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For Boulder County’s Nonprofits, Recovery’s a Long Road

Posted by olga
The nonprofits offering Boulder County a safety net of support continue to feel the added burden of new and exacerbated needs rushing in after the floods. While many continue their focus on rebuilding efforts, Boulder County nonprofits are working to dig out – and reset – the status quo in the wake of the storms. SVP keeps our social sector strong; read how we've been doing that post-floods, in this piece.

SVP keeps our social sector strong

September’s floods hit Boulder County in unpredictable ways, and for many, things feel almost back to “normal.” And yet, the nonprofits offering Boulder County a safety net of support continue to feel the added burden of new and exacerbated needs rushing in after the floods.

While many continue their focus on rebuilding efforts, Boulder County nonprofits are working to dig out – and reset – the status quo in the wake of the storms. Whatever their area of focus, these organizations exist to offer the Boulder County community a place to get what they lack, whether resources, connection, education, or more. These nonprofits don’t want to get back to “normal”; they want to change it.

Since its founding in 2000, SVP has quietly been working to progress one Boulder County nonprofit at a time. SVP exists to strengthen Boulder County’s nonprofits from the inside, out. They support area nonprofits by developing strong leadership, building on internal skills and strengths, and working to increase the organization’s capacity do get the job done, whatever its particular area of focus. And past SVP-affiliated nonprofits include many of Boulder County’s most important, and notable, social sector players.

SVP knew Boulder County’s nonprofits would feel the flood’s impacts compounded. As is common in times of emergency, charitable giving is focused on and often diverted to disaster relief, leaving existing social sector agencies high and dry. They feel a significant impact on operations as demand for services increases while donations decrease, and some organizations even risk going out of business as support evaporates.

When the floods hit, SVP Executive Director Jennie Arbogash became a hub of information for both local and national nonprofits and community groups that popped up in response to the floods, spending hours shuttling information and making connections to channel effort and resources where they could best serve the need. Staff audited all SVP-affiliated Boulder County nonprofits to find structural, programmatic, and financial impacts – like the loss of revenue due to agency closure for flooding, an increase in demand for services, and agency clients affected in unforeseen ways.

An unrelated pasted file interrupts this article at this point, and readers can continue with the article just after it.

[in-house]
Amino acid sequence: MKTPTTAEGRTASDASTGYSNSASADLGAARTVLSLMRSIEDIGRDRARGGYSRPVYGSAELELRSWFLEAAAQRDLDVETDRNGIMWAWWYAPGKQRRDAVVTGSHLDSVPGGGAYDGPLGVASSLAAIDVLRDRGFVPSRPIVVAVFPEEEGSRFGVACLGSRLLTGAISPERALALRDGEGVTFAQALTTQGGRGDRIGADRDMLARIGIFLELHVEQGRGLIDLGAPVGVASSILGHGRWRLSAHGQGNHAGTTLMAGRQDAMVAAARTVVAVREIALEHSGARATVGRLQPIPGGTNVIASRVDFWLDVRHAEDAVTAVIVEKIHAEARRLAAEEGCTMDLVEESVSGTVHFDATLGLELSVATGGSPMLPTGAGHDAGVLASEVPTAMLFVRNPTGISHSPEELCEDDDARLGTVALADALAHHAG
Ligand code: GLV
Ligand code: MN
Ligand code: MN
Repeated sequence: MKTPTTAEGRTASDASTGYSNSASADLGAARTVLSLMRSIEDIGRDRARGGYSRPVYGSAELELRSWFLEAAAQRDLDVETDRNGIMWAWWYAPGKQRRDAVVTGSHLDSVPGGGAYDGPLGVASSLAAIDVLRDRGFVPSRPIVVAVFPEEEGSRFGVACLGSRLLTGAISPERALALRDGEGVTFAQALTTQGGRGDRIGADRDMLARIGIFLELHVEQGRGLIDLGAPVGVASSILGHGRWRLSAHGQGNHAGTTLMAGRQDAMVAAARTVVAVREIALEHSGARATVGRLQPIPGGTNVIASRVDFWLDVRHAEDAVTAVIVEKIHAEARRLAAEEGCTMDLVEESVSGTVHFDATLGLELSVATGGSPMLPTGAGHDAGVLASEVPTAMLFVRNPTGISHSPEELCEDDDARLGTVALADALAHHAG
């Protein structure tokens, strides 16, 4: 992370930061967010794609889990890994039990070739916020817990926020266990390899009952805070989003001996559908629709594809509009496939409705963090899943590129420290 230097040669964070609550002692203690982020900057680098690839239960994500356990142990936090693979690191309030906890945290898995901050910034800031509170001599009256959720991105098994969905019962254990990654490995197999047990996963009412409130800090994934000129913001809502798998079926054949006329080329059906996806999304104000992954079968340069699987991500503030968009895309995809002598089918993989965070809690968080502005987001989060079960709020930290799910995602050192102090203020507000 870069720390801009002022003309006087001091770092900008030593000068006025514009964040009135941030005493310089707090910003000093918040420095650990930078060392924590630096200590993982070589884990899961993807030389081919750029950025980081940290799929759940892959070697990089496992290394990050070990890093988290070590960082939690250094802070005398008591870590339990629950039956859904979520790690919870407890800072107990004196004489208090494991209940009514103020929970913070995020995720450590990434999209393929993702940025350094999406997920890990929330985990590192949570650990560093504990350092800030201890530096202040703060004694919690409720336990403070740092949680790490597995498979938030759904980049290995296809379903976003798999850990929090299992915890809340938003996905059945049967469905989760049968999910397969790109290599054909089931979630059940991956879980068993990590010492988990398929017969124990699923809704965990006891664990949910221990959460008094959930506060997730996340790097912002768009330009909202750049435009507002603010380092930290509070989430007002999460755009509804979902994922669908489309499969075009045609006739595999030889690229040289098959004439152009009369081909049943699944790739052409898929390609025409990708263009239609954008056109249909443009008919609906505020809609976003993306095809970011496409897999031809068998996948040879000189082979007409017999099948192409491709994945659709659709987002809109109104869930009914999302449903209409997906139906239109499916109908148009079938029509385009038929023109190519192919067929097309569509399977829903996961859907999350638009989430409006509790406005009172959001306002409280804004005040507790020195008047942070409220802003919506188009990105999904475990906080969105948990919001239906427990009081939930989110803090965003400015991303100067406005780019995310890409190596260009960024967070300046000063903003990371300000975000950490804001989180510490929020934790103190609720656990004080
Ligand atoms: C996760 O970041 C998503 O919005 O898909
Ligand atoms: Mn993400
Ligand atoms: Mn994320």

One SVP-affiliated nonprofit, Boulder County CareConnect, was the only nonprofit in the state to experience a complete loss of their physical office space while continuing to offer support services to its senior clients also feeling the flood’s devastating effects. SVP helped CareConnect secure resources, and made a cash grant of $1,500 to help with relocation expenses.

“SVP is amazing in their ability to respond quickly and their very personal individual involvement. They are like family to us – a family that expects growth and change, but will be there for you at the critical moments,” says Emily Ditty, CareConnect’s Executive Director. “We were displaced and worried – about CareConnect but more importantly our clients – when SVP called to ask what we needed most. They connected us to people, arrived with food for our tired staff and volunteers, provided funds to help us with immediate and unexpected expenses, offered moving assistance, and just a kindness that made us feel supported and cared for.”

Recognizing that rebuilding better and stronger will take time, SVP Boulder County will soon begin giving flood-recovery focused Opportunity Fund grants of cash and pro bono consulting to its highly-vetted group of nonprofits. Says Executive Director Jennie Arbogash, “We want to focus our flood relief on showing support to Boulder County’s strongest, most needed nonprofits, whom we’ve worked alongside, and know from the inside out. I know if we can help these leaders get back on their feet, Boulder County will be better than ever. And, all the more able to help beyond their former capacity, which was already formidable.”

Members of the community are encouraged to make donations of any denomination to SVP’s Opportunity Fund through their website. Dollars given through SVP result in highly leveraged grants to nonprofits in the form of financial support and pro-bono consulting time and expertise (often valued at twice the grant amount).

For more information, visit http://www.svpbouldercounty.org or contact Jennie Arbogash at 303-840-0165.